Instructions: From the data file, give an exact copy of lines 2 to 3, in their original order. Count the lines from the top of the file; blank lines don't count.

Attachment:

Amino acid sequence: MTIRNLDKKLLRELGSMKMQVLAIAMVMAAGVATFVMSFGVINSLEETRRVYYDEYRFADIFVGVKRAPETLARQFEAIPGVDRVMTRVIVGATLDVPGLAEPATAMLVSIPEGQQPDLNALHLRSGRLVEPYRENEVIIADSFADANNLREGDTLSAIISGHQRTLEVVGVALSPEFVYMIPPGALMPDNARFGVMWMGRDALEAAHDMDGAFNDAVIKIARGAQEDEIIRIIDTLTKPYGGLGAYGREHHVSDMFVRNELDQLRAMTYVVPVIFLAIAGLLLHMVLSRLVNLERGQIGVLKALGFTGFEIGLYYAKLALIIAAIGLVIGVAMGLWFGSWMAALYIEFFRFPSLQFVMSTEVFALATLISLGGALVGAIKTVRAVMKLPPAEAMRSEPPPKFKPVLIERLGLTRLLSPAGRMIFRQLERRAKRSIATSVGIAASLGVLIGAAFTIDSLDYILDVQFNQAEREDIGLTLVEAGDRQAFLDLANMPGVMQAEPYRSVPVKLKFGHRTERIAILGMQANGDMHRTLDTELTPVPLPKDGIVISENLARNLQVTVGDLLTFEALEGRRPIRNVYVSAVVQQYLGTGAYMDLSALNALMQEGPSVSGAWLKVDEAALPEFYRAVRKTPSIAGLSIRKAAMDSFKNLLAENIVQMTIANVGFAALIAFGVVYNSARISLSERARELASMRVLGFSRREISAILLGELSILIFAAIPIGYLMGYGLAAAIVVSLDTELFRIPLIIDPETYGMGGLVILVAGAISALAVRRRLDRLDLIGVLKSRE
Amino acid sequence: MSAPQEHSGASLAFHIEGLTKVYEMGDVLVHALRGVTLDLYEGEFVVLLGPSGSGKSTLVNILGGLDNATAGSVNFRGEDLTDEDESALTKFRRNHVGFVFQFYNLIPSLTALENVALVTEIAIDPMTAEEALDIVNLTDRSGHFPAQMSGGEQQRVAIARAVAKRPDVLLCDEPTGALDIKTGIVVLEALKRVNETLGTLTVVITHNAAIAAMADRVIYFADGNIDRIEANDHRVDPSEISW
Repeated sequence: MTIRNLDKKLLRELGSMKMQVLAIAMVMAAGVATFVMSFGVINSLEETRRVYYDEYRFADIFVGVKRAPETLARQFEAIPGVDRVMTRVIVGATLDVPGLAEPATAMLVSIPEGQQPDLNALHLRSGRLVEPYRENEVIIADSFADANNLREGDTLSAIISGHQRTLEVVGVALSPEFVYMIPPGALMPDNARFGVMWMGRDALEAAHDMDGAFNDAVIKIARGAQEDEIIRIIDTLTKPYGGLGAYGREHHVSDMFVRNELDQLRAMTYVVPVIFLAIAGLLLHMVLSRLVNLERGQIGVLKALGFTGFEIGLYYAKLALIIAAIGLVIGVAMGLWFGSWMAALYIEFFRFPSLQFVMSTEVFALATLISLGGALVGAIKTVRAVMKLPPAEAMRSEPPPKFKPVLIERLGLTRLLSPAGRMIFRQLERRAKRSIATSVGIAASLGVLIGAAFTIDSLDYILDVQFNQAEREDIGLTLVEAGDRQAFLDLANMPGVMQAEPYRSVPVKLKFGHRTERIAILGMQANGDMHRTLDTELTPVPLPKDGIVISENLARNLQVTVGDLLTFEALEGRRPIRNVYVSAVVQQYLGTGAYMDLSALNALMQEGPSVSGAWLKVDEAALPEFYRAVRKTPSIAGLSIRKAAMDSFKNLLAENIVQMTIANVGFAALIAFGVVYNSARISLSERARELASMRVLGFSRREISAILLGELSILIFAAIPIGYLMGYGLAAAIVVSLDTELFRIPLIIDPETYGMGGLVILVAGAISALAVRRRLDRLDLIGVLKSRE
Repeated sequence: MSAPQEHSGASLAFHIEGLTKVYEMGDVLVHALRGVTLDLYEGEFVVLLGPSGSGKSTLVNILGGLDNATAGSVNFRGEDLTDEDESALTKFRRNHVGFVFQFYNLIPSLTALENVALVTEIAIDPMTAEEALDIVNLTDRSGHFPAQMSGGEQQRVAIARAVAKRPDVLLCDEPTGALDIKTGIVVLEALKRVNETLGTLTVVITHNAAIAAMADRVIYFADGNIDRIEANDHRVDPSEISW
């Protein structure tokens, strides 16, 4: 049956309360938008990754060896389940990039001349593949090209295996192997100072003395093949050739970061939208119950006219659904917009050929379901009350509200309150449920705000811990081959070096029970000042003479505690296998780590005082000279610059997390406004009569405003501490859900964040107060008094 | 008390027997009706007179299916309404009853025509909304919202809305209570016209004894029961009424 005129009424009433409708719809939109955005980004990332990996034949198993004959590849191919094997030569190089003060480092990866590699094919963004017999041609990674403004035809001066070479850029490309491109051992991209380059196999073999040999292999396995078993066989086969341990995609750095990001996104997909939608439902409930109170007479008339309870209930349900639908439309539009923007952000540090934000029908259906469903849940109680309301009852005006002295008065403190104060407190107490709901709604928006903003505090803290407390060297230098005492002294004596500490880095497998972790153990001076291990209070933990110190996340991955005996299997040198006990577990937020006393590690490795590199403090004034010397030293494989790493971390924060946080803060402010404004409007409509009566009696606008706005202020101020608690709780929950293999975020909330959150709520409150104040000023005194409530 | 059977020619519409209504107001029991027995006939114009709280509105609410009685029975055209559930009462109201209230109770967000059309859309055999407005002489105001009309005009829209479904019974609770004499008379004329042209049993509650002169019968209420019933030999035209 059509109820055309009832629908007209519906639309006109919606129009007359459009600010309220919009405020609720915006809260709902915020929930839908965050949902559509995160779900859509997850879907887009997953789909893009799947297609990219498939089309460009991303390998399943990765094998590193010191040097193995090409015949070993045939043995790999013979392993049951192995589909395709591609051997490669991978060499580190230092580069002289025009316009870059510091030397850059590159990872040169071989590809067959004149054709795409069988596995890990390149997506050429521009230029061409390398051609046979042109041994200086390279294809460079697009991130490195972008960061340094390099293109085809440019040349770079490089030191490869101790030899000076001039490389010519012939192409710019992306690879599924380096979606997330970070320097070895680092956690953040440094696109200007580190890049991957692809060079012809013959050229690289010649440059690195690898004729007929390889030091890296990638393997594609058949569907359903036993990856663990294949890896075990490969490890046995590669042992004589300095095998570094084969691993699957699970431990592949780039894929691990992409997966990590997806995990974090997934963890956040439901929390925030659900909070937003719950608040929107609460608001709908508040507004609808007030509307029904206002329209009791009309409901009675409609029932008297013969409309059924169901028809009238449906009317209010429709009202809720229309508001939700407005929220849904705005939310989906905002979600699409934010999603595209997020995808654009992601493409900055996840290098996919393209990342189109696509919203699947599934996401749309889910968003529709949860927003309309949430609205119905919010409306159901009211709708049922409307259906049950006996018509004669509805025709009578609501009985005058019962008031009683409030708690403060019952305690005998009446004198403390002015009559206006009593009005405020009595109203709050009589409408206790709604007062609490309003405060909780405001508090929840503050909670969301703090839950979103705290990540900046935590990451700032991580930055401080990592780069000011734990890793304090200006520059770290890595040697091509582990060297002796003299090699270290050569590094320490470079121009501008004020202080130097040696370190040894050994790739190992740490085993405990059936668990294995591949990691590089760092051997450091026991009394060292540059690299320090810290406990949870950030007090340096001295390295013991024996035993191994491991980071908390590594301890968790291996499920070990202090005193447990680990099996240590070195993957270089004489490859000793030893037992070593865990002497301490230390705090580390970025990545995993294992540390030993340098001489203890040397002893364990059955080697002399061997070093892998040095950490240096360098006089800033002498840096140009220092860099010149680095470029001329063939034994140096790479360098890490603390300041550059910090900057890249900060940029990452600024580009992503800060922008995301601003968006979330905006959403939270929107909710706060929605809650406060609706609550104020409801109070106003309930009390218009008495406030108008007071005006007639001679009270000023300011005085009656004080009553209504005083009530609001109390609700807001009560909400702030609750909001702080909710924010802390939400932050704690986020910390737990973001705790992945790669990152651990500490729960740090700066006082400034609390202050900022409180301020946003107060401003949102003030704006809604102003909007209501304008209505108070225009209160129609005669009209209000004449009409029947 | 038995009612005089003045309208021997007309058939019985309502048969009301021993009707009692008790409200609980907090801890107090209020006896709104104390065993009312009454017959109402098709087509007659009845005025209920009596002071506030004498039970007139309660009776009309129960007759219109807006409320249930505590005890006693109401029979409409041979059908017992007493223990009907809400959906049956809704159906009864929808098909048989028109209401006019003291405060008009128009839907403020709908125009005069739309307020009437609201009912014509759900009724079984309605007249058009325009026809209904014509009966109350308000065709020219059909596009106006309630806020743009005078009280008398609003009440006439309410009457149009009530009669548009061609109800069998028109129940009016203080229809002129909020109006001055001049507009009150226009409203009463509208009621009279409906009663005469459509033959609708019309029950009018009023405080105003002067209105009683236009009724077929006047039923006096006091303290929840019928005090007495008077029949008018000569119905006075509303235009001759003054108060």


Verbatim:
Amino acid sequence: MSAPQEHSGASLAFHIEGLTKVYEMGDVLVHALRGVTLDLYEGEFVVLLGPSGSGKSTLVNILGGLDNATAGSVNFRGEDLTDEDESALTKFRRNHVGFVFQFYNLIPSLTALENVALVTEIAIDPMTAEEALDIVNLTDRSGHFPAQMSGGEQQRVAIARAVAKRPDVLLCDEPTGALDIKTGIVVLEALKRVNETLGTLTVVITHNAAIAAMADRVIYFADGNIDRIEANDHRVDPSEISW
Repeated sequence: MTIRNLDKKLLRELGSMKMQVLAIAMVMAAGVATFVMSFGVINSLEETRRVYYDEYRFADIFVGVKRAPETLARQFEAIPGVDRVMTRVIVGATLDVPGLAEPATAMLVSIPEGQQPDLNALHLRSGRLVEPYRENEVIIADSFADANNLREGDTLSAIISGHQRTLEVVGVALSPEFVYMIPPGALMPDNARFGVMWMGRDALEAAHDMDGAFNDAVIKIARGAQEDEIIRIIDTLTKPYGGLGAYGREHHVSDMFVRNELDQLRAMTYVVPVIFLAIAGLLLHMVLSRLVNLERGQIGVLKALGFTGFEIGLYYAKLALIIAAIGLVIGVAMGLWFGSWMAALYIEFFRFPSLQFVMSTEVFALATLISLGGALVGAIKTVRAVMKLPPAEAMRSEPPPKFKPVLIERLGLTRLLSPAGRMIFRQLERRAKRSIATSVGIAASLGVLIGAAFTIDSLDYILDVQFNQAEREDIGLTLVEAGDRQAFLDLANMPGVMQAEPYRSVPVKLKFGHRTERIAILGMQANGDMHRTLDTELTPVPLPKDGIVISENLARNLQVTVGDLLTFEALEGRRPIRNVYVSAVVQQYLGTGAYMDLSALNALMQEGPSVSGAWLKVDEAALPEFYRAVRKTPSIAGLSIRKAAMDSFKNLLAENIVQMTIANVGFAALIAFGVVYNSARISLSERARELASMRVLGFSRREISAILLGELSILIFAAIPIGYLMGYGLAAAIVVSLDTELFRIPLIIDPETYGMGGLVILVAGAISALAVRRRLDRLDLIGVLKSRE